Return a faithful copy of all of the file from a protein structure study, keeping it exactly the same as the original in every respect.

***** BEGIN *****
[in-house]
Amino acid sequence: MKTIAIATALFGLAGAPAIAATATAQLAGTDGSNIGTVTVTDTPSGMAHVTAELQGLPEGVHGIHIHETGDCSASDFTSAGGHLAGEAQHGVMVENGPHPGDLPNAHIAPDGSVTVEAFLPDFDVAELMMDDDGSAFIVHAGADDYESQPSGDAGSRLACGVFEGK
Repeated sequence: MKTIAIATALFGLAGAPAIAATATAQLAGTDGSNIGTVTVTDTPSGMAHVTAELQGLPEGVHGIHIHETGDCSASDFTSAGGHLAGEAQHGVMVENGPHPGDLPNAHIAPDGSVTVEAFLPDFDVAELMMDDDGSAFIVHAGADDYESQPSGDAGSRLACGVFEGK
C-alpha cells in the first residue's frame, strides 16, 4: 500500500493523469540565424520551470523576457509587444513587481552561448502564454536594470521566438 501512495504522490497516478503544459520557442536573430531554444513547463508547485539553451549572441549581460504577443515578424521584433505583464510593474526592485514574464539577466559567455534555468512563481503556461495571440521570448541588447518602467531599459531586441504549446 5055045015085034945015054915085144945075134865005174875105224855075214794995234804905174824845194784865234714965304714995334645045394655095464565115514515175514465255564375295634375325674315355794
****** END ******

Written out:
[in-house]
Amino acid sequence: MKTIAIATALFGLAGAPAIAATATAQLAGTDGSNIGTVTVTDTPSGMAHVTAELQGLPEGVHGIHIHETGDCSASDFTSAGGHLAGEAQHGVMVENGPHPGDLPNAHIAPDGSVTVEAFLPDFDVAELMMDDDGSAFIVHAGADDYESQPSGDAGSRLACGVFEGK
Repeated sequence: MKTIAIATALFGLAGAPAIAATATAQLAGTDGSNIGTVTVTDTPSGMAHVTAELQGLPEGVHGIHIHETGDCSASDFTSAGGHLAGEAQHGVMVENGPHPGDLPNAHIAPDGSVTVEAFLPDFDVAELMMDDDGSAFIVHAGADDYESQPSGDAGSRLACGVFEGK
C-alpha cells in the first residue's frame, strides 16, 4: 500500500493523469540565424520551470523576457509587444513587481552561448502564454536594470521566438 501512495504522490497516478503544459520557442536573430531554444513547463508547485539553451549572441549581460504577443515578424521584433505583464510593474526592485514574464539577466559567455534555468512563481503556461495571440521570448541588447518602467531599459531586441504549446 5055045015085034945015054915085144945075134865005174875105224855075214794995234804905174824845194784865234714965304714995334645045394655095464565115514515175514465255564375295634375325674315355794